HomeNewsThink Twice Before Taking a Lump Sum Distribution While on Long-Term Disability

Think Twice Before Taking a Lump Sum Distribution While on Long-Term Disability

Employees in Chicago on claim for long-term disability often have the option to commence pension payments from their employer, or to take a lump sum distribution. But if you are on long-term disability, the form of payment you take can have largely different effects on your long-term disability payments. Long-term disability insurance policies frequently offset “other income,” which usually includes any disability or retirement pension payments from an employer sponsored plan. The policies frequently delineate how to offset in the case of a lump sum distribution, but different policies can vary in how they treat such distributions. A recent case shows how devastating such a distribution can be.

In Walker v. Reliance Standard Life Insurance Co., No. 2:22-cv-109, 2023 WL 3066708 (E.D. Tenn. Apr. 24, 2023), Walker was on long-term disability with Reliance Standard, and his disability was uncontested. Walker took a lump sum distribution from his pension plan. His insurance policy provided Reliance Standard would reduce its benefit payments to Walker by any pension benefits he received. It further provided that in the case of a lump sum distribution, if the payment failed to state a time period to which it relates, the lump sum would be offset over 60 months. Reliance Standard then applied the offset over a 60-month period, with which Walker disagreed. After unsuccessfully appealing the decision, Walker sued under ERISA § 502(a).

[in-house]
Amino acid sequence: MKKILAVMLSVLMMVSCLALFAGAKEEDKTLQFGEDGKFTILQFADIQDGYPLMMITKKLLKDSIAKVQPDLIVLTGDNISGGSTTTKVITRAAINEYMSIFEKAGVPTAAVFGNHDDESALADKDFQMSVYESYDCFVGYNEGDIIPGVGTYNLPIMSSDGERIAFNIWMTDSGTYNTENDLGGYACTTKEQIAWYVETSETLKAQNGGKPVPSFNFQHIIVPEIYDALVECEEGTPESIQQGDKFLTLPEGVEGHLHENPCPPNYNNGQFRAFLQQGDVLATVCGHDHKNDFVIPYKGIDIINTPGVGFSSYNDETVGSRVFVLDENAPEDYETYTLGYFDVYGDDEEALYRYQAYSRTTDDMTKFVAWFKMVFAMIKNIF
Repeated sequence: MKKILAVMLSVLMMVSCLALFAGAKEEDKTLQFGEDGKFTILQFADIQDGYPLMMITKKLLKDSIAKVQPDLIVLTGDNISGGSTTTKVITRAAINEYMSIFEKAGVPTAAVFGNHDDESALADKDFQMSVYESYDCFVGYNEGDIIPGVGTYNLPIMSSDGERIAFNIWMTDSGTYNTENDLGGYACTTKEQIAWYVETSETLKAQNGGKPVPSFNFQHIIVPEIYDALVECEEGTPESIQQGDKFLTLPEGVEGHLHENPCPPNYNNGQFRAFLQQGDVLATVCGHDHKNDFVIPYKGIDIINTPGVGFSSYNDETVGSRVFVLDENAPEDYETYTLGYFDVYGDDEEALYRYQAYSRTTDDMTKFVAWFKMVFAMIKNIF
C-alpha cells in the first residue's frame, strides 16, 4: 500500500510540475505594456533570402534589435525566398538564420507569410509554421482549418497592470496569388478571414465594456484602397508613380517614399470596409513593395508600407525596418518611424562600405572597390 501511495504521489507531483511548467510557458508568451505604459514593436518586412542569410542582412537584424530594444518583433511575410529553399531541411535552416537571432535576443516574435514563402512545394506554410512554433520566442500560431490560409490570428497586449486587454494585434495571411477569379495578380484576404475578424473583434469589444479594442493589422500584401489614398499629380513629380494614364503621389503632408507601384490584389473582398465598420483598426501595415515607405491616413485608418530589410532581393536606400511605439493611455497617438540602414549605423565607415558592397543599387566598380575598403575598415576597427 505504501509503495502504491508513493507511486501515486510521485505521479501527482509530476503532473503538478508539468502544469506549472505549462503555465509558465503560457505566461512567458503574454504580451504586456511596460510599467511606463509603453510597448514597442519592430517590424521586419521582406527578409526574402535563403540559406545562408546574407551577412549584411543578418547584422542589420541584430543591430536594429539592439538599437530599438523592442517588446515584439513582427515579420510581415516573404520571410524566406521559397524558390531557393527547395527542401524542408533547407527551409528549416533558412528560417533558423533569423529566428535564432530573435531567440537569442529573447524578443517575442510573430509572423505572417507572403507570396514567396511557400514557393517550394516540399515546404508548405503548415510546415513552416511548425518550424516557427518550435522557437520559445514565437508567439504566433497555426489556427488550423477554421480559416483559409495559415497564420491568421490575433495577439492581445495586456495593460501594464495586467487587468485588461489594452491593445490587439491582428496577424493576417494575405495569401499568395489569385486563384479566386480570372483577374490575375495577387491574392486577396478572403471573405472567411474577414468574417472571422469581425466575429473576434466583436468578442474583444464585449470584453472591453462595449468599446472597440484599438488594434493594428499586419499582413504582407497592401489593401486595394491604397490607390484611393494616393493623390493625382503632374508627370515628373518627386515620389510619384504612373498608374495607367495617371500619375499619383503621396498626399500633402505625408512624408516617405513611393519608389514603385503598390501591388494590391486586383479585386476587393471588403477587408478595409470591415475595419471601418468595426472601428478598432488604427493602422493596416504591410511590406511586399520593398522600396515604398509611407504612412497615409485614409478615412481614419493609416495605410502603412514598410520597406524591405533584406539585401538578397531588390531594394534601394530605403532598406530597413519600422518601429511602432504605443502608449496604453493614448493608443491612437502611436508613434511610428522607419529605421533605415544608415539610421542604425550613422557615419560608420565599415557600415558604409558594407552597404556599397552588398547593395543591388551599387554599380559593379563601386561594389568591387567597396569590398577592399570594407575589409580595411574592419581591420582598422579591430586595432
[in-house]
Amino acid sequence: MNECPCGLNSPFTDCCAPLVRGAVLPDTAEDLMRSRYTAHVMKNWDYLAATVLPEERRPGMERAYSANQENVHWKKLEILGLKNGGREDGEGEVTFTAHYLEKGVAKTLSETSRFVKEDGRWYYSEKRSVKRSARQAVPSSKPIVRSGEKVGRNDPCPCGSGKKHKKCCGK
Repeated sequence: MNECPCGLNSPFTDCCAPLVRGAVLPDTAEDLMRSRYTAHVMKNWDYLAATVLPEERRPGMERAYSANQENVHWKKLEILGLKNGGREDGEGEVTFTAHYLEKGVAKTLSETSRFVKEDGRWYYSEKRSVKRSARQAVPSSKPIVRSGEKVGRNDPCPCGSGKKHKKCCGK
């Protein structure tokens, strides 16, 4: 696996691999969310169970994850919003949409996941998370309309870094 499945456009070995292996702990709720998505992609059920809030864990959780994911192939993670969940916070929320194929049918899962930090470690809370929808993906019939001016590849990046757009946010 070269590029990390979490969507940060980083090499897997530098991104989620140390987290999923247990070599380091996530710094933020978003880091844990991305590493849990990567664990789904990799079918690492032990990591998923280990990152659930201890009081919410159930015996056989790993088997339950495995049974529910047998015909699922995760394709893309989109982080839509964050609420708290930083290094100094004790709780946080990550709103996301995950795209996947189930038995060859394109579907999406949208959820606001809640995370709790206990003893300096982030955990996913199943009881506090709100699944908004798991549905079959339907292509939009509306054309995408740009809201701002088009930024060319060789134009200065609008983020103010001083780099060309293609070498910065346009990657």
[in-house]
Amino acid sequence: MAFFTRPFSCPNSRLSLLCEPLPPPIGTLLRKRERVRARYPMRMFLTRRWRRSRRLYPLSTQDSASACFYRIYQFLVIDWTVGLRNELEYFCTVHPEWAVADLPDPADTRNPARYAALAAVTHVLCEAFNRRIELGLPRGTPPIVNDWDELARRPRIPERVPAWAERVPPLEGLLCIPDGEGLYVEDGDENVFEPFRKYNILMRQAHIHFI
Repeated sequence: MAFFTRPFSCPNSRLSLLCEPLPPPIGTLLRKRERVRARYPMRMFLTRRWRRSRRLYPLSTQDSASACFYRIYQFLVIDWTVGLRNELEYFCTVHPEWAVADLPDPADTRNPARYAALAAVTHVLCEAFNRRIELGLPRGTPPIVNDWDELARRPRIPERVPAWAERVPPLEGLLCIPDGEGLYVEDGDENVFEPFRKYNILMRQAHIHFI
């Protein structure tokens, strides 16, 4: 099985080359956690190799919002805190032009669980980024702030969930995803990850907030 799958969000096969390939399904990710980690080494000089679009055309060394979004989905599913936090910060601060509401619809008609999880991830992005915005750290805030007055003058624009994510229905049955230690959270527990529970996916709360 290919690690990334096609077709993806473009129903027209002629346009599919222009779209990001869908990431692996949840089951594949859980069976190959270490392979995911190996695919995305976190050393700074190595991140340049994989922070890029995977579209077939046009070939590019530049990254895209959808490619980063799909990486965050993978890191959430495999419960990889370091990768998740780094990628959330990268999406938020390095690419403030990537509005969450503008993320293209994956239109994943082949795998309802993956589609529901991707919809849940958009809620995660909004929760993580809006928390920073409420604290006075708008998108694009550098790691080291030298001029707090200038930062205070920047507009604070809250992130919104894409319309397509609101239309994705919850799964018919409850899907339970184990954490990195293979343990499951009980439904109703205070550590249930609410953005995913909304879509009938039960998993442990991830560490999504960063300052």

The United States District Court for the Eastern District of Tennessee agreed with Reliance Standard and applied the offset over 60 months. Walker argued because the pension lump sum was a conversion from a lifetime annuity, it should be spread over his remaining life expectancy. The Court held the long-term disability policy unambiguously stated that in the absence of the payment specifying the time period to which it relates, the 60-month time period would apply. Walker’s lump sum distribution did not state it was payable over his life expectancy. Walker thus would have been better off taking the monthly payments from the pension, instead of taking the lump sum distribution.

If you have a long-term disability claim and are considering a lump sum distribution, or other settlement of a personal injury or workers’ compensation claim, contact a skilled ERISA long-term disability lawyer today.

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